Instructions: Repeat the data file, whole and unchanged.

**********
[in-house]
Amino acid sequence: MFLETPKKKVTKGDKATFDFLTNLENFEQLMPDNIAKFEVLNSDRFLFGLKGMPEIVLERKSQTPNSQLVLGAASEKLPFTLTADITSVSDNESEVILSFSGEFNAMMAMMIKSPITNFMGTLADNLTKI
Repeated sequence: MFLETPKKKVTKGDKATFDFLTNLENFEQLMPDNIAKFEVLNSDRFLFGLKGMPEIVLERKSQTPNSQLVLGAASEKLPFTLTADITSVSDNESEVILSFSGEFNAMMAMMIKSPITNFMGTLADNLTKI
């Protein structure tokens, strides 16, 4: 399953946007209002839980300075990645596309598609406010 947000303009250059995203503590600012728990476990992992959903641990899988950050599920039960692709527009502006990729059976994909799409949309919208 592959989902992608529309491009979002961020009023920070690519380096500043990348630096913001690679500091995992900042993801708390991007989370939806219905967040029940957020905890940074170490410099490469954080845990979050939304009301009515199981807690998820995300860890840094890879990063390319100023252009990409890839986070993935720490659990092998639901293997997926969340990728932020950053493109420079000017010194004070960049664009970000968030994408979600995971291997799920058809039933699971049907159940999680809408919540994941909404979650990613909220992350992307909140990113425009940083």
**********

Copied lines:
[in-house]
Amino acid sequence: MFLETPKKKVTKGDKATFDFLTNLENFEQLMPDNIAKFEVLNSDRFLFGLKGMPEIVLERKSQTPNSQLVLGAASEKLPFTLTADITSVSDNESEVILSFSGEFNAMMAMMIKSPITNFMGTLADNLTKI
Repeated sequence: MFLETPKKKVTKGDKATFDFLTNLENFEQLMPDNIAKFEVLNSDRFLFGLKGMPEIVLERKSQTPNSQLVLGAASEKLPFTLTADITSVSDNESEVILSFSGEFNAMMAMMIKSPITNFMGTLADNLTKI
């Protein structure tokens, strides 16, 4: 399953946007209002839980300075990645596309598609406010 947000303009250059995203503590600012728990476990992992959903641990899988950050599920039960692709527009502006990729059976994909799409949309919208 592959989902992608529309491009979002961020009023920070690519380096500043990348630096913001690679500091995992900042993801708390991007989370939806219905967040029940957020905890940074170490410099490469954080845990979050939304009301009515199981807690998820995300860890840094890879990063390319100023252009990409890839986070993935720490659990092998639901293997997926969340990728932020950053493109420079000017010194004070960049664009970000968030994408979600995971291997799920058809039933699971049907159940999680809408919540994941909404979650990613909220992350992307909140990113425009940083």